Beyond room nights, there are a plethora of ways hotels can make extra revenue. Click. explores some of the best examples of ancillary revenue streams that go beyond the traditional hospitality offerings
by Lottie Gross, Click. Travel Writer
Hotel revenue doesn’t have to be restricted by the number of rooms in a given property. Ancillary revenue is well worth seeking out, and there are plenty of ways to boost income when you’re at maximum occupancy, or to ensure your hotel can stay afloat during the low seasons.
Many hotels rely on their food and beverage offering, drawing in locals and visitors to keep revenue ticking over even in the quiet periods. Value-added services like spas are another great way to add revenue, attracting extra spending from guests and enticing non-guests too. But look beyond the stable hospitality offerings and there’s even more opportunity.
“In a competitive market space,” says Biswajit Chakraborty, General Manager of Mumbai’s Sofitel BKC, “alternative streams of revenue that go beyond traditional offerings play a significant role and is a factor that is constantly in consideration when we look at maximising revenues.”
At the Sofitel BKC, part of its French bistro restaurant has now been converted into a cigar lounge where guests and the city’s smoking enthusiasts have access to a selection of high quality cigars. While only a small portion of staying guests make use of the lounge, it’s the local businesses that bring in the most revenue here. One group from a nearby office building recently came to celebrate a milestone, explains Chakraborty, and in the process spent hundreds of thousand of Indian rupees on cigars and whisky for their team.
In a very competitive market, we see opportunity to offer something unique
Elsewhere, the sale of cigars accounts for approximately 10% of revenue at London-based boutique hotel No. Ten Manchester Street.
Making the most of what you’ve got
Not only do services like this create extra income, but they also add value for the guest, highlighting the luxury aspects of the hotels and creating a unique experience. But you don’t have to make major additions or adjustments to your hotel in order to gain revenue.
Abode Hotel, a boutique property in south Mumbai, makes the most of what it’s got in order to generate extra revenue, renting out its beautifully-designed rooms for photo or video shoots to the media, filmmakers or influencers. Charging up to US$430 a day for shoots, they earn 8-10% of their income from ancillary revenue streams like this.
In Calgary, Canada, Hotel Arts is using its talented kitchen team to earn extra revenue by catering external events. “Over the years, we’ve built up a robust off-site catering division for Hotel Arts and it represents a significant portion of our business operations,” says Director of Business Development, Fraser Abbott. “With event planners seeking out alternate venues than just a ballroom, it keeps our team in consideration for hosting larger events.”
The reward goes beyond the financials too, says Abbott: “Our offsite catering also introduces an array of new customers to our catering services that they wouldn’t otherwise be aware of unless they had been to our property. In a sense, our offsite catering division can serve as an excellent outreach to connect with new customers while also reinforcing our brand with those that are already familiar with us.”
Big investments, big returns
At the opposite end of the scale, Grecotel – a hotel chain with 27 properties on 10 different Greek islands – have made major investments in order to generate extra revenue. Amid the bucolic landscape of Crete’s inland, the group owns a traditional organic farm producing honey, olive oil, herbs and beauty products. As well as providing for all the hotels – saving on the cost of purchasing externally – the farm is also open to the public for experience days.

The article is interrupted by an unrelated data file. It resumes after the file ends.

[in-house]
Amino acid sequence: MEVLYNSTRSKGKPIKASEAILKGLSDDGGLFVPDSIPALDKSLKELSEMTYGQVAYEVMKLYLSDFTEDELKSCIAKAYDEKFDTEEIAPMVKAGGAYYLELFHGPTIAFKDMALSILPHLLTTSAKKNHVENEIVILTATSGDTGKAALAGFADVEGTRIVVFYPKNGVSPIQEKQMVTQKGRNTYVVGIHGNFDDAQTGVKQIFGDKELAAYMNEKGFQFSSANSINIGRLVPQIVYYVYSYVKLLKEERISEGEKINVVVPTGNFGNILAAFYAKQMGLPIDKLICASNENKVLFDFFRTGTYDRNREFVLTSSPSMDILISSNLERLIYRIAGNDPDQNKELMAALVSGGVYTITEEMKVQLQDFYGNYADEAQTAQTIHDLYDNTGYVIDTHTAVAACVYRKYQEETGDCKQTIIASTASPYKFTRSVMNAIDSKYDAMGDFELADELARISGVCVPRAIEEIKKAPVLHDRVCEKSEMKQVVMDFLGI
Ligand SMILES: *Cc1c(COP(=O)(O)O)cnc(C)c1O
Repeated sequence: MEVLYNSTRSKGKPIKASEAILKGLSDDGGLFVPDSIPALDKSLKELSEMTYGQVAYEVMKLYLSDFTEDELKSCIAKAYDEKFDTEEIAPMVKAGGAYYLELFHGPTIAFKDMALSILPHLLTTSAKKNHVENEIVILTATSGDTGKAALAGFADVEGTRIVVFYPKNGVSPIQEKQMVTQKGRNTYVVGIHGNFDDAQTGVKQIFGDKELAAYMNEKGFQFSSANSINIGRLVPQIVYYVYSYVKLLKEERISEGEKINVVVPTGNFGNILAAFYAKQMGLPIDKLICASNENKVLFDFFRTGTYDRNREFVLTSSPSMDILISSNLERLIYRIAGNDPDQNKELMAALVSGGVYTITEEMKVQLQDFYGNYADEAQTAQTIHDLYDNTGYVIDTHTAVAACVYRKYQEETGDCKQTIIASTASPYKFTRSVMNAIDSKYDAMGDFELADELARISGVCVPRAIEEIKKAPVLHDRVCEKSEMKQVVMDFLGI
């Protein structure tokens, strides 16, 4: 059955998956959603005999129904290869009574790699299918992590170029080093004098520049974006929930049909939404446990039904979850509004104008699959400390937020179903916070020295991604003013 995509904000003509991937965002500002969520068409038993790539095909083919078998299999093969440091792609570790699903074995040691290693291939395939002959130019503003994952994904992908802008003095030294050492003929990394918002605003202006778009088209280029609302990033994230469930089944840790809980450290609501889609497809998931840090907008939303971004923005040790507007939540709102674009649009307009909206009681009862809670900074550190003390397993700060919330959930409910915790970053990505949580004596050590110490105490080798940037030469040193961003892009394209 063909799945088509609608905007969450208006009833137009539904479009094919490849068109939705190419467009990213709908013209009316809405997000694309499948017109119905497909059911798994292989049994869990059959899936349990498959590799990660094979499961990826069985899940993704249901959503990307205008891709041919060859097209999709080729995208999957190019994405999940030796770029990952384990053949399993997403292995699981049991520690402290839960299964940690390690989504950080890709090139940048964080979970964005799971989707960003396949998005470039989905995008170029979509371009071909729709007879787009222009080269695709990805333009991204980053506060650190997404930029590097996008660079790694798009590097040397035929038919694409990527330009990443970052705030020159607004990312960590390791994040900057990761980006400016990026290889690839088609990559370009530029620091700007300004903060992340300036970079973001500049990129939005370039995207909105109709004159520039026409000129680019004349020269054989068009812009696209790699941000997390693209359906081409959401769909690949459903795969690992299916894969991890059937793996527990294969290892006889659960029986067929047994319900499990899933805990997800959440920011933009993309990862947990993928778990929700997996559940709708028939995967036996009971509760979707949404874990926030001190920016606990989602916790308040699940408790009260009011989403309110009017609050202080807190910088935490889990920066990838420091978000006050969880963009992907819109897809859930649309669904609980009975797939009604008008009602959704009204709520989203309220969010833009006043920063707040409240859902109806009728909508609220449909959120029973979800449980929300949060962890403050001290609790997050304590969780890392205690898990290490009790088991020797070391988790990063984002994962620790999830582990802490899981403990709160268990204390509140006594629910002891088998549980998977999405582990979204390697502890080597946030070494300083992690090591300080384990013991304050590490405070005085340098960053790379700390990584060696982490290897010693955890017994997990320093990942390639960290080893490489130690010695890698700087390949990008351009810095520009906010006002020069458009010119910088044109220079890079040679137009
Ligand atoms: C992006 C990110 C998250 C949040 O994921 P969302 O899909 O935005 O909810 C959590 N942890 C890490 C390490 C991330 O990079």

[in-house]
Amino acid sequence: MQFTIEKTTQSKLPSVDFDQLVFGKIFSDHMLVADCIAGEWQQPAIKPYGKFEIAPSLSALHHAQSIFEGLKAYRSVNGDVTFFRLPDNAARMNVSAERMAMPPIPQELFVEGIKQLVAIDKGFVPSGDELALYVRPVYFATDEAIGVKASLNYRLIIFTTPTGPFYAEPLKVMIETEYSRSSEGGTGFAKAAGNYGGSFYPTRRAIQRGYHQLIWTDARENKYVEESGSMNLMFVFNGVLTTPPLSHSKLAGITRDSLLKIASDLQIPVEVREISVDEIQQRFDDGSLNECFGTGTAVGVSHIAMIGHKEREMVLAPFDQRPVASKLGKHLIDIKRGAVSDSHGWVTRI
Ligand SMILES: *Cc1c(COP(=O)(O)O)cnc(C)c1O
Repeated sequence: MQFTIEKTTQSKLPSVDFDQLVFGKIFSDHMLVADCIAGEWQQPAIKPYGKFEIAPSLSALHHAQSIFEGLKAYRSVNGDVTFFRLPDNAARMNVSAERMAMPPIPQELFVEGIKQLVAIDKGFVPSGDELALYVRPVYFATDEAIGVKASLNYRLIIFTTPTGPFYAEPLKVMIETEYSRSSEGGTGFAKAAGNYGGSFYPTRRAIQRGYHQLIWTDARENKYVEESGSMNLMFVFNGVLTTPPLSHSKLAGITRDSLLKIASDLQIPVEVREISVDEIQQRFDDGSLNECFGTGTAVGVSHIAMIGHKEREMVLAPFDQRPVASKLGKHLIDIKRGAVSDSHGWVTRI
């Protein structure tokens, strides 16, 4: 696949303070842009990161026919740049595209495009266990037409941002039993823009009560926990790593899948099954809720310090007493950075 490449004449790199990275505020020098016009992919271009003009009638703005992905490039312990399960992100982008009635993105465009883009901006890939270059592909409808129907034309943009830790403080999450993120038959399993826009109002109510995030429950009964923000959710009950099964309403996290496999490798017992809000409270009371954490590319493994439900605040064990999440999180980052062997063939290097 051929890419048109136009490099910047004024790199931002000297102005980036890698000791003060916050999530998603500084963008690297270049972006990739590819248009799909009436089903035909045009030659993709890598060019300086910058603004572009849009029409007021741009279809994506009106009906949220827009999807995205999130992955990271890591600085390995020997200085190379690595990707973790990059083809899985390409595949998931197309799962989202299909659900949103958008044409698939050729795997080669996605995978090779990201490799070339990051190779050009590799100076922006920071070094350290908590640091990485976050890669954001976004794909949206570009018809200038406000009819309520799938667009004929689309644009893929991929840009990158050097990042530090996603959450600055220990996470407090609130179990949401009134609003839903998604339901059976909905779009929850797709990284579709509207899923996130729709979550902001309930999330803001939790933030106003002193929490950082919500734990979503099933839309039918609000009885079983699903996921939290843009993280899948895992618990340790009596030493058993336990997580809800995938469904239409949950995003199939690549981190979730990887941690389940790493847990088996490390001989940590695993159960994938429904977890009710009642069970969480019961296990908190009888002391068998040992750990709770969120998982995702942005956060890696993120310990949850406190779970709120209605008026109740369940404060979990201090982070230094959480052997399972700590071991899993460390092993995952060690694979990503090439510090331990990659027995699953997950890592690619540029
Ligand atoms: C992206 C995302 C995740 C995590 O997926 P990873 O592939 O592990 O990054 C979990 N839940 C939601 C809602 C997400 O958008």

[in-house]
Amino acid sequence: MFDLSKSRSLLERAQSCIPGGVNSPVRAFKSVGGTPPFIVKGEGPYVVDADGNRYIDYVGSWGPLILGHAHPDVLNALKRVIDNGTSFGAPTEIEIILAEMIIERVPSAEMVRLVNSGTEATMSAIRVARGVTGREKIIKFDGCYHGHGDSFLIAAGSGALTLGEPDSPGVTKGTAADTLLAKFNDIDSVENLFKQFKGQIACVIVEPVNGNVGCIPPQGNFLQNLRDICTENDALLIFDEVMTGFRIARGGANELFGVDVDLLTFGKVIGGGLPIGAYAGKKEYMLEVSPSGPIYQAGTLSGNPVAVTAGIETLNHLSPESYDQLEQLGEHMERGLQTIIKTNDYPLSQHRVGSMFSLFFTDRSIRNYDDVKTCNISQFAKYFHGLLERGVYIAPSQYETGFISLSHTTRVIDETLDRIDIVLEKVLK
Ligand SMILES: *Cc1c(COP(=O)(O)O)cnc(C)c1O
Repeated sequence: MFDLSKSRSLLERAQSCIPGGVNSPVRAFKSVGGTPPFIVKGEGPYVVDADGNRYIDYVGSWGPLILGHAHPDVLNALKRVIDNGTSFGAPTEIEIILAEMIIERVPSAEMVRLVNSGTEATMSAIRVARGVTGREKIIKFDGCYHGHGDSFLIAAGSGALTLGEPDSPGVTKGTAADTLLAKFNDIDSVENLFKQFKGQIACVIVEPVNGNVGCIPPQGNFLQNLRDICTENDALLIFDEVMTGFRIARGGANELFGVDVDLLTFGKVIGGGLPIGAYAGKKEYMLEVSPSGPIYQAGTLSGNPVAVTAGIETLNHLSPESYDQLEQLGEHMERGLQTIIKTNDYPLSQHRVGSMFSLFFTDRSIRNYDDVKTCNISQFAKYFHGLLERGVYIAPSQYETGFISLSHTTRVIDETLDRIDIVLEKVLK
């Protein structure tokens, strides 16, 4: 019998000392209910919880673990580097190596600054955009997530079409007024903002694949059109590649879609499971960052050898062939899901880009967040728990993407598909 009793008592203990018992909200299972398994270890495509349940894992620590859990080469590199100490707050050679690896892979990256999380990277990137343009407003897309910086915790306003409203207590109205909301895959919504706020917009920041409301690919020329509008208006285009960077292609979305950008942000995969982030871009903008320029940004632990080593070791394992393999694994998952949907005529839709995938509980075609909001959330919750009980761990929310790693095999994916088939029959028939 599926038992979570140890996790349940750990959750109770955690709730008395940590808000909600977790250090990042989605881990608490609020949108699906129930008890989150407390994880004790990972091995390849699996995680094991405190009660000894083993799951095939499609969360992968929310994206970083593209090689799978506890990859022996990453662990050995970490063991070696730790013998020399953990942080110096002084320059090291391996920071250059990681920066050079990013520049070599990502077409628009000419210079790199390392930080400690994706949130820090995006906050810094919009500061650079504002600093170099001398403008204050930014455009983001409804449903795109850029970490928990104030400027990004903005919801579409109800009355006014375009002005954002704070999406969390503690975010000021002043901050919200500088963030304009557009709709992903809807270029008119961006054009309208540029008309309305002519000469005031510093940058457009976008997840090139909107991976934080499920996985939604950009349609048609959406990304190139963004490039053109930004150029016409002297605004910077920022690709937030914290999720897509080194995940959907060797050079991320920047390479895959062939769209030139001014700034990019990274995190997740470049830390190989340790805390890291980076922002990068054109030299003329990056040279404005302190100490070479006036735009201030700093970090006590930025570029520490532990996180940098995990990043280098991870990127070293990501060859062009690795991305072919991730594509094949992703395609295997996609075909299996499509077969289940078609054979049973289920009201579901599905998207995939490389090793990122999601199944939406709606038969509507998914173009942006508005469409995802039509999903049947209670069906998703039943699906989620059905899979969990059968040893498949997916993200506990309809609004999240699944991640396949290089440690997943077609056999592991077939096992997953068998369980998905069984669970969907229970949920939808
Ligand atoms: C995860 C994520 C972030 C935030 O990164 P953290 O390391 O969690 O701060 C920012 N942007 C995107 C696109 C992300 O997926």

Visitors to the farm can join a ‘Be a Farmer for a Day’ course, or enjoy a classic Greek meal in the beautiful surroundings. Plus, they sell the products created on the farm in their hotels and online, shipping globally and adding even more revenue.
The group also owns Danilla Village, a replica of a 1930s Corfiot village, complete with a typical open-air square, church and tavern, in Corfu. They rent out the village as a venue for weddings and events, and it has even served as a location for TV and films, including James Bond movie For Your Eyes Only.
It’s about more than just revenue
These projects weren’t just about added revenue, though. “Part of our CSR is the care for our impact on society and the needs of local communities. Danilia Village promotes local culture and heritage to its national and international visitors by showing what a genuine Corfiot village looked like in the 1930s,” explains Ioannis Tsichlis, Grecotel Marketing Director.
“While Agreco Farm hires local people to produce sustainable products that will provide Grecotel properties with locally sourced food, it also promotes Greek culture by showing visitors the old farming methods and what authentic Greek food tastes like.”
Tsichlis adds: “Projects that have extra revenue should be great for all stakeholders: for guests, by adding value to their stay; for staff, by creating job opportunities and better salaries; for investors, by bringing profit and/or disposable income; for local communities, by having a positive impact.”
If you’re a property partner you might want to access:
Hero image: credit to Michael Longmire, Unsplash
Lottie Gross is a freelance travel writer and journalistMore by Lottie Gross
Popular around Click.
Evolution of online payments
Insider tips on boosting your review score
Travel trends: what 2017 taught us
What I wish I knew: lessons in holiday rentals
Adapt or die: surviving in the era of digital Darwinism
Five travel trends that will shape customer experience in 2018
Spotlight on: the impact of food tourism